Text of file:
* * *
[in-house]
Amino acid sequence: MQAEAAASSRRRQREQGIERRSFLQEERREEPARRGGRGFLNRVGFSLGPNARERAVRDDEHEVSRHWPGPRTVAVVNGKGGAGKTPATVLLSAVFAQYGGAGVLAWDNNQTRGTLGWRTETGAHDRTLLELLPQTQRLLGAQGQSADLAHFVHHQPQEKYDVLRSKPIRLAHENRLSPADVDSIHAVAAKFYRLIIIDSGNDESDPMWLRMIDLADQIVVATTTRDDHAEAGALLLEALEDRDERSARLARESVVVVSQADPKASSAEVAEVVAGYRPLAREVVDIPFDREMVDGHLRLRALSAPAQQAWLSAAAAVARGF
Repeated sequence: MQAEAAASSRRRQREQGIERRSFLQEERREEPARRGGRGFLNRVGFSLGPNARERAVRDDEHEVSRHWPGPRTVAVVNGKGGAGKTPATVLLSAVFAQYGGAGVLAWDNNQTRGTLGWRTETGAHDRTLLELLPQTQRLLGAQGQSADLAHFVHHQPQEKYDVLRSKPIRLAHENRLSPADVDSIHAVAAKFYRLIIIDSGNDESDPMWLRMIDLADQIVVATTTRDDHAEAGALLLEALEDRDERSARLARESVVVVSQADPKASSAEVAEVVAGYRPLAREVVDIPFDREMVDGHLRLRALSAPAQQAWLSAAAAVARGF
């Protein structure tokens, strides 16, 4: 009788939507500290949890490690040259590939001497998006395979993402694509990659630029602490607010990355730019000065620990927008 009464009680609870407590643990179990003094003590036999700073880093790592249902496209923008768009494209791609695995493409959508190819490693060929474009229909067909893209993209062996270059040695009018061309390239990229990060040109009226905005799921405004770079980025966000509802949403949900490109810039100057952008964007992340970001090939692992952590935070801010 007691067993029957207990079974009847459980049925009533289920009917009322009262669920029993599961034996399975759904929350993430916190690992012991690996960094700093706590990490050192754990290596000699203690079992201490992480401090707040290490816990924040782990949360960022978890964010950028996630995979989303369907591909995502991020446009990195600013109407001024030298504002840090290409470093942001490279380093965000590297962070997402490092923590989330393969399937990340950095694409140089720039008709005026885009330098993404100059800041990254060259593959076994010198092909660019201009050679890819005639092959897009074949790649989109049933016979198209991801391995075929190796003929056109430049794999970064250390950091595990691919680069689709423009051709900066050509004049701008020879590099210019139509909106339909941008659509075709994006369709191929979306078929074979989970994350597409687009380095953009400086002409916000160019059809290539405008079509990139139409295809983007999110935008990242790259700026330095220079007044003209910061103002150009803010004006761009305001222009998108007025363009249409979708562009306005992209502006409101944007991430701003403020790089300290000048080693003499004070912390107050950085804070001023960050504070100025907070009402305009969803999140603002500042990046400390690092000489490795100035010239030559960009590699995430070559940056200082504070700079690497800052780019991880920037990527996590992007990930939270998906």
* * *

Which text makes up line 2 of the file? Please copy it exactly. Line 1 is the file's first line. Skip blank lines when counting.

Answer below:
Amino acid sequence: MQAEAAASSRRRQREQGIERRSFLQEERREEPARRGGRGFLNRVGFSLGPNARERAVRDDEHEVSRHWPGPRTVAVVNGKGGAGKTPATVLLSAVFAQYGGAGVLAWDNNQTRGTLGWRTETGAHDRTLLELLPQTQRLLGAQGQSADLAHFVHHQPQEKYDVLRSKPIRLAHENRLSPADVDSIHAVAAKFYRLIIIDSGNDESDPMWLRMIDLADQIVVATTTRDDHAEAGALLLEALEDRDERSARLARESVVVVSQADPKASSAEVAEVVAGYRPLAREVVDIPFDREMVDGHLRLRALSAPAQQAWLSAAAAVARGF